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John M. Berrien (1829–1831) - Attorney General

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John MacPherson Berrien was born in 1781 in Rocky Hill, New Jersey. He graduated from Princeton College in 1796 and was admitted to the Georgia bar in 1799. Berrien began his law practice in 1799, at the age of 18, and worked as a private attorney until 1810 when he assumed the judgeship of the Eastern District of Georgia. He served in this position until 1821, during which time he was a captain of the Georgia Hussars in the War of 1812.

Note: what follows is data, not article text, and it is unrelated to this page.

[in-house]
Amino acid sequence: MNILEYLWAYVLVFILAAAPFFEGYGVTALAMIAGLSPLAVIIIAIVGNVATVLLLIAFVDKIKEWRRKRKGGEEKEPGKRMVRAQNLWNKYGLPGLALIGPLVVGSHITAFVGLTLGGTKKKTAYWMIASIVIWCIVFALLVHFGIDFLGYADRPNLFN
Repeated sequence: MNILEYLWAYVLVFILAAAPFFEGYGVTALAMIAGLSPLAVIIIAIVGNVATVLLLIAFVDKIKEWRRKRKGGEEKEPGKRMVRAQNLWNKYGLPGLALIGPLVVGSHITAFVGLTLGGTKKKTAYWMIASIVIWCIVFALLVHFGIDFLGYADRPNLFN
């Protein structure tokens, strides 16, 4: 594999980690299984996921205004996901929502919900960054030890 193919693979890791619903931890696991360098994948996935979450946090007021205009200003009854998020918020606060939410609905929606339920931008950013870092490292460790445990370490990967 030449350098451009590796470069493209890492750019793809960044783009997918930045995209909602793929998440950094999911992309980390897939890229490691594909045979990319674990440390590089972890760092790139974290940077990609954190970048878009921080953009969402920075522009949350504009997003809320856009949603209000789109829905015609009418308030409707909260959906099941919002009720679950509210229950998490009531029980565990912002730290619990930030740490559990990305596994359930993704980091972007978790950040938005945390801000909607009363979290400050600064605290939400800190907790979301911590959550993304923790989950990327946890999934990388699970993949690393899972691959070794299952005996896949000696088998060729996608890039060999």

From 1822 to 1823, Berrien was a state senator before becoming a member of the United States Senate in 1825. He remained in the Senate until 1829, when he resigned his post to become President Andrew Jackson's attorney general, serving from 1829 until he resigned in 1831. Berrien then returned to private practice but headed back to Washington, D.C., in 1841 as a Whig in the United States Senate, and he stayed in that post until 1852. John MacPherson Berrien died in 1856.

Citation Information

Consulting Editor

Daniel Feller

Professor Feller is a history professor and the Editor/Director of The Papers of Andrew Jackson at the University of Tennessee. His writing include:

The Jacksonian Promise: America, 1815–1840 (Johns Hopkins University Press, 1995)

The Public Lands in Jacksonian Politics (University of Wisconsin Press, 1984)